Your Brainwaves On Sleep


A focus on the wave (or function) model might lead an individual to purposefully synchronize their sleep habits with the natural earthly cycles of dark and light, and so maximize the responsiveness of their body systems to the melatonin being released at nightfall. Those who adhere to the particle model might ingest a melatonin supplement as a means to enhance sleep.

The Brain’s Fundamentals For Sleep

We believe that the brain drives chemistry — and virtually everything else. By observing how human experience and behavior can shift when their brainwave patterns shift to a state of balance and harmony, we have come to appreciate the power of the brain as the most precious resource on our planet.

Good sleep correlates to brain activation patterns (as measured by EEG) that are reasonably balanced (left-to-right and front-to-back) and harmonized (low and high frequencies in a good proportion to one another throughout the brain). Balance and harmony are required especially in those brain areas that generally function for the purpose of internal processing and reception of external stimuli: the temporal, occipital, parietal, and midline (or corpus callosum) areas.

As an example, shown here are brain activation patterns in the same regions of the left and right hemispheres, at the same time. We see that there is an optimal balance between the hemispheres, as well as between the low and high frequencies of each lobe.

Figure 2

Figure 2: A spectrograph of brainwaves via a type of high-resolution EEG technology called Brainwave Optimization. In this graph, we are able to see the balanced brainwaves of a person at rest, with eyes closed. The Y-axis represents frequencies from 0 to 60 hertz, and the X-axis represents amplitude of each frequency from 0 to 17 micro-volts. Based on this pattern, there is a strong likelihood that this person feels balanced and has the ability to attain restful sleep.

When Brainwaves Are Disrupted

On the other hand, if brainwaves are not in balance and harmony, one is more likely to feel out of sorts, and it is unlikely that restful sleep will be attained. Years ago, we found that many people who are in a state of hyperarousal — that is, they are prone to anxiety, heart palpitations, or other manifestations of the fight-flight response — have an imbalance in the form of excess EEG energy on the right side of the brain [see fig. 3, below]. This pattern was highly consistent among more than 400 soldiers with post-traumatic stress disorder (PTSD) with whom we worked on a not-for-profit service project. Symptoms of PTSD include lack of restful sleep, insomnia with an inability to go to sleep, and waking with invasive thoughts, with an inability to be able to readily return to sleep. We later learned that other investigators, using other brain-assessment technologies, have confirmed that hyperarousal corresponds to excess activity in the right hemisphere, especially in the area of the temporal lobe.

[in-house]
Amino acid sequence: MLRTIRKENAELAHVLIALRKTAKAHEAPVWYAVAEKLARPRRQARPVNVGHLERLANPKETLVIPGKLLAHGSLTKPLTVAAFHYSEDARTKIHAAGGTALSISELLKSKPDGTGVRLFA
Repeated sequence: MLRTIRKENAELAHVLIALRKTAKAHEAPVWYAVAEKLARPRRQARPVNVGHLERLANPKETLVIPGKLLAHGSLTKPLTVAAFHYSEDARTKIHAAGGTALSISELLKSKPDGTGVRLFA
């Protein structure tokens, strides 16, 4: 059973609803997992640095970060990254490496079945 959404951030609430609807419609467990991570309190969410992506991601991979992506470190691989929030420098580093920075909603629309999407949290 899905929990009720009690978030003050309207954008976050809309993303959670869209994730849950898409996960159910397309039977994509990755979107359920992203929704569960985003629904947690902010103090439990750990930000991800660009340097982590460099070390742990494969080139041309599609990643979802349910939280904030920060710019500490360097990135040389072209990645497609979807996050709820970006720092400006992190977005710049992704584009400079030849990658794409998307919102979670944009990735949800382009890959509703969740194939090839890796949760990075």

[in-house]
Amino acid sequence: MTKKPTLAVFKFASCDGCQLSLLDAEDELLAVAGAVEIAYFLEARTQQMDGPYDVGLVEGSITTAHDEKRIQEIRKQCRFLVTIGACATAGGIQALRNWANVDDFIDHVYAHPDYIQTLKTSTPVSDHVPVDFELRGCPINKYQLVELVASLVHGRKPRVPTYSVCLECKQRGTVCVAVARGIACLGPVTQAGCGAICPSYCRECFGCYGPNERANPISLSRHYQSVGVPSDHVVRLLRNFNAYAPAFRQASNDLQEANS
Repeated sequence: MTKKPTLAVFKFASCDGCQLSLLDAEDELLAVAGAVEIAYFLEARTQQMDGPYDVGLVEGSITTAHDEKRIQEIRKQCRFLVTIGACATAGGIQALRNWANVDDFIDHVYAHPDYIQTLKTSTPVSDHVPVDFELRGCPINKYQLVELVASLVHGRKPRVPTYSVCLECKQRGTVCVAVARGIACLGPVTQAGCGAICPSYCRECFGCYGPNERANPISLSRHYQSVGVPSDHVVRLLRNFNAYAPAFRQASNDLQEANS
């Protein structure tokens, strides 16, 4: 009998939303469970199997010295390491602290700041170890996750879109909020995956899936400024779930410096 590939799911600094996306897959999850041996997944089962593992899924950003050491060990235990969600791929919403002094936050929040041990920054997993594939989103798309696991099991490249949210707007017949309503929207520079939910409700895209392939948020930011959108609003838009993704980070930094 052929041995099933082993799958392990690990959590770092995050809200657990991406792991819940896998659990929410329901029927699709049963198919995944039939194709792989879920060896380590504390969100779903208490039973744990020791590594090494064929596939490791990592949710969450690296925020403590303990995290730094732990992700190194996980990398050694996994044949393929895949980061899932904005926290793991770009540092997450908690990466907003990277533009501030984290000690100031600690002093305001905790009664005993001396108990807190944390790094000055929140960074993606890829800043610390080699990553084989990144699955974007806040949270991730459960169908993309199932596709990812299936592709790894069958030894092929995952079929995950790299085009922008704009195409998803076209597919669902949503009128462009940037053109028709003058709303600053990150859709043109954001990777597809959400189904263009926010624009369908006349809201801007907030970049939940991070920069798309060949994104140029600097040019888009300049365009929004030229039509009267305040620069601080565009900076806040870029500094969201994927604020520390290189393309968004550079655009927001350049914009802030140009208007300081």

It is obvious that the patterns in Figure 3 are not balanced or harmonious. The brain is agitated, even when measured in this restful state with eyes closed. And despite the state of hyper-arousal, the experience of life for these individuals may be marred by lethargy. They lead daily lives characterized by a lack of energy to do anything — even to stand up from a chair. Restful sleep cannot transpire with a brain-function imbalance that does not allow for a smooth exchange of information (“synchrony”) across collections of neurons.

Figure 3

In these situations, people may take a medication — perhaps a sedative. It may cause them to feel more relaxed, but the underlying sleep architecture remains abnormal, as the imbalance in brainwaves persists. Truly restful sleep is unlikely.

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We believe that neuroscience is the next great scientific frontier, and that advances in understanding the nature of the brain, consciousness, behavior, and health will transform human life in this century.

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